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At Healthfully, we strive to deliver objective content that is accurate and up-to-date. Our team periodically reviews articles in order to ensure content quality. The sources cited below consist of evidence from peer-reviewed journals, prominent medical organizations, academic associations, and government data.
- Medline Plus: Vitamin K
- National Institutes of Health Clinical Center Drug-Nutrient Interaction Task Force: Important Information to Know When You are Taking: Warfarin (Coumadin) and Vitamin K
The information contained on this site is for informational purposes only, and should not be used as a substitute for the advice of a professional health care provider. Please check with the appropriate physician regarding health questions and concerns. Although we strive to deliver accurate and up-to-date information, no guarantee to that effect is made.
Vitamin K is a fat-soluble vitamin that your body uses to help blood clot and to strengthen bones. The daily adequate intake for adults over age 19 is 75 micrograms for women and 90 micrograms for men. Your body is able to make vitamin K from the bacteria in your gastrointestinal tract, but you can also get it from your diet. If you take blood-thinning medications, speak to your doctor about the amount of vitamin K you should take or if you should limit your intake, because vitamin K can affect how these medications work, according to Medline Plus 1. Your doctor may also recommend that your daily intake of food with vitamin K be consistent.
Vitamin K in Green Beans
In 1 cup of raw green beans cut into 1/2-inch pieces, there are 14.4 micrograms of vitamin K. This provides 19 percent of the adequate intake for women and 16 percent for men. Green beans also contain 12.2 milligrams of vitamin C and 690 International Units of vitamin A.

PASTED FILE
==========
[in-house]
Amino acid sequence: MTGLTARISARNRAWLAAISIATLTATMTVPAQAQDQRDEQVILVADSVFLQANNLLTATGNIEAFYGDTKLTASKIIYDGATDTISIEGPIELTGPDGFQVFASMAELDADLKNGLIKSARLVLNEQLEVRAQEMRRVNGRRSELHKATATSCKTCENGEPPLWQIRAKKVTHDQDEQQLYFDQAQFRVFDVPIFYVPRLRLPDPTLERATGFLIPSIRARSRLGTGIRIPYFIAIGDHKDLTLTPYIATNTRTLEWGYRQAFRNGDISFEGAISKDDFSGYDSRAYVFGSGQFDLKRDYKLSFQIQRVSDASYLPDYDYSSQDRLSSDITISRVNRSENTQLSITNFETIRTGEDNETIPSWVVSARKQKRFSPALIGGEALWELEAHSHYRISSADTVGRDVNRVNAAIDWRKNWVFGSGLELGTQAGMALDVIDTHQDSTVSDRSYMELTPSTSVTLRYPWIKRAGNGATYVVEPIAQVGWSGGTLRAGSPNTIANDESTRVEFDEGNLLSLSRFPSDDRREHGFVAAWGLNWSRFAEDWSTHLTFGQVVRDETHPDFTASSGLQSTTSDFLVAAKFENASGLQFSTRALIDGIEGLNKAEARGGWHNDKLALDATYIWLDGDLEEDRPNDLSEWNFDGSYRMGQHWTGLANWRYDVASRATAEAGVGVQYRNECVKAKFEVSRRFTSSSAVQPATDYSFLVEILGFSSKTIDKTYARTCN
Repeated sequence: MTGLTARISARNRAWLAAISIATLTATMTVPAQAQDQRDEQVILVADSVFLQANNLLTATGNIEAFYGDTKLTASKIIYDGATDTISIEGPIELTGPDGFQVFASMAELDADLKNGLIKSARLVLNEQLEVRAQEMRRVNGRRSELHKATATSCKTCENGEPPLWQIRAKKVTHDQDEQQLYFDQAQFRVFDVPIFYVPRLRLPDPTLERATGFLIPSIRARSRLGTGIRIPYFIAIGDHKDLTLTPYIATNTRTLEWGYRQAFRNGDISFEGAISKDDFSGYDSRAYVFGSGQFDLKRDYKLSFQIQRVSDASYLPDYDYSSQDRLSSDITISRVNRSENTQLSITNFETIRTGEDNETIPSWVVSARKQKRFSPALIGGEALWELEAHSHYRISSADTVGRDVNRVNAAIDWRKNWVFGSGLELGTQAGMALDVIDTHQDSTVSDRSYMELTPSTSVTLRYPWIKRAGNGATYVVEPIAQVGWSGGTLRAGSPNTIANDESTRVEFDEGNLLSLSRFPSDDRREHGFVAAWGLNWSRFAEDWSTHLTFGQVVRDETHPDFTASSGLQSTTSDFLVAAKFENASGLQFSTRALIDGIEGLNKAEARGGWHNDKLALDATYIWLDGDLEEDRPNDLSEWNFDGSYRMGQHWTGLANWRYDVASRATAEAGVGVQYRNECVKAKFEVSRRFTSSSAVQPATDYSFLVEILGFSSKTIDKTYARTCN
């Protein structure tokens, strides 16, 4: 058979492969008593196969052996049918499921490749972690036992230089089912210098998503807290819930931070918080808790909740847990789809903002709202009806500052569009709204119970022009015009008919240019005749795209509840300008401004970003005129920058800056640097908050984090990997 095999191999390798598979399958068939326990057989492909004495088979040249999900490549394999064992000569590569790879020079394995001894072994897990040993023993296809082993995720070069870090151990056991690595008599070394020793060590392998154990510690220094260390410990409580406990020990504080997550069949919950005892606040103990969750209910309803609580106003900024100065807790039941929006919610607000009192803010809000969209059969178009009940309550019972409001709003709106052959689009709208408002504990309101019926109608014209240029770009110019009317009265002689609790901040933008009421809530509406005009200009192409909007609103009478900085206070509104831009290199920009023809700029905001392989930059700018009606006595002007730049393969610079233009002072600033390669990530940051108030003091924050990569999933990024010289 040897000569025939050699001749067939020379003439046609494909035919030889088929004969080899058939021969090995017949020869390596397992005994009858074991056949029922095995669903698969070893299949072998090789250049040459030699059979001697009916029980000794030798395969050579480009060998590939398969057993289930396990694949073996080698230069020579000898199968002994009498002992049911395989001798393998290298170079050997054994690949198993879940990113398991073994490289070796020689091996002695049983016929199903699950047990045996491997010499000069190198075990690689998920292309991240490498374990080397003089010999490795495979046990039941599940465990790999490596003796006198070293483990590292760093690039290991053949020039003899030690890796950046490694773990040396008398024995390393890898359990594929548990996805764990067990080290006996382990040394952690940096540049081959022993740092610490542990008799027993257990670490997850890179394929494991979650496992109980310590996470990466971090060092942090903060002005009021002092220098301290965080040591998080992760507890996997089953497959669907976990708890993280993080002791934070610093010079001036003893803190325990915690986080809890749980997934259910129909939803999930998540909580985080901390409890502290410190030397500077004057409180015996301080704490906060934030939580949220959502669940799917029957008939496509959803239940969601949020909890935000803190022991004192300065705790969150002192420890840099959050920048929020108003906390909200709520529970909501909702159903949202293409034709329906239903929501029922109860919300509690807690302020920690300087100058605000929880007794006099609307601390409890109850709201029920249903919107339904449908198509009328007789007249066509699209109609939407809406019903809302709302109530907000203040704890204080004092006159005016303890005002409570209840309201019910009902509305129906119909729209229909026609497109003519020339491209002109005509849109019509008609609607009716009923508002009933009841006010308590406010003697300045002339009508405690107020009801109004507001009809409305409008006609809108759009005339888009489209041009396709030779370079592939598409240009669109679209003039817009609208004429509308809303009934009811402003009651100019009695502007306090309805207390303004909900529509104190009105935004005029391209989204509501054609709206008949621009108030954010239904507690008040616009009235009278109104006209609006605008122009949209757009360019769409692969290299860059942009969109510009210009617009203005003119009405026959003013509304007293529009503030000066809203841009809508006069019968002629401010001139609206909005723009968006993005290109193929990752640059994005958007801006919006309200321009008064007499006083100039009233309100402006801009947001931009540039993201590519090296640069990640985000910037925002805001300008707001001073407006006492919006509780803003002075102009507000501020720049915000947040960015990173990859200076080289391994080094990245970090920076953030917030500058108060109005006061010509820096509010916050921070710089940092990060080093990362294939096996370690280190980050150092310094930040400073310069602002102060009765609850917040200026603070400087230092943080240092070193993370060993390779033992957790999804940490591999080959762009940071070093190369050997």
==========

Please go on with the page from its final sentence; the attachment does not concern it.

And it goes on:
Vitamin K in Apples
Glycerine Vs. Glycol
A medium apple with a 3-inch diameter, has 4.0 micrograms of vitamin K per serving. This provides 5 percent of the vitamin K adequate intake for women and 4 percent for men. This size of apple also provides 8.4 milligrams of vitamin C and 98 International Units of vitamin A.
Vitamin K in Other Fruits and Vegetables
Other vegetables and fruit are sources of vitamin K. A 1/2-cup portion of kale contains 531 micrograms of vitamin K, while the same portion of spinach provides 444 micrograms. A 1-cup serving of blueberries or blackberries has approximately 29 micrograms of vitamin K.
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- Medline Plus: Vitamin K
- USDA National Nutrient Database for Standard Reference Release 26: Raw, Green, Snap, Beans
- USDA National Nutrient Database for Standard Reference Release 26: Apples, Raw with Skin
- Vitamin A Fact Sheet for Health Professionals. NIH Office of Dietary Supplements. Updated February 14, 2020
- Sweet potato, NFS. USDA FoodData Central Updated 4/1/2020
- Spinach, cooked, from fresh, fat not added in cooking. USDA FoodData Central. Updated 4/1/2020
- Carrots, raw. USDA FoodData Central. Updated April 1, 2020
- Melons, cantaloupe, raw. USDA FoodData Central. Updated 4/1/2020
- Pepper, sweet, red, raw. USDA FoodData Central. Updated 4/1/2020
- Apricot, raw. USDA FoodData Central. Updated April 1, 2020
- Broccoli, cooked, from fresh, fat not added in cooking. USDA FoodData Central. Updated April 1, 2020
- Institute of Medicine of the National Academies. "Dietary Reference Intakes: Vitamins." http://iom.nationalacademies.org/Reports/2001/Dietary-Reference-Intakes-for-Vitamin-A-Vitamin-K-Arsenic-Boron-Chromium-Copper-Iodine-Iron-Manganese-Molybdenum-Nickel-Silicon-Vanadium-and-Zinc.aspx.
- National Institutes of Health Office of Dietary Supplements. "Vitamin A Fact Sheet for Health Professionals." https://ods.od.nih.gov/factsheets/VitaminA-HealthProfessional.
- United States Department of Agriculture, Agricultural Research Service National Nutrient Database for Standard Reference Release 28. https://ndb.nal.usda.gov/ndb/search.
Stacey Phillips is a registered dietitian and nutrition writer. She has had articles and patient information handouts published in the "Renal Nutrition Forum" and the "Journal of Renal Nutrition." She holds a Bachelor's degree from the University of Illinois in Champaign-Urbana and a Masters degree at Central Michigan University.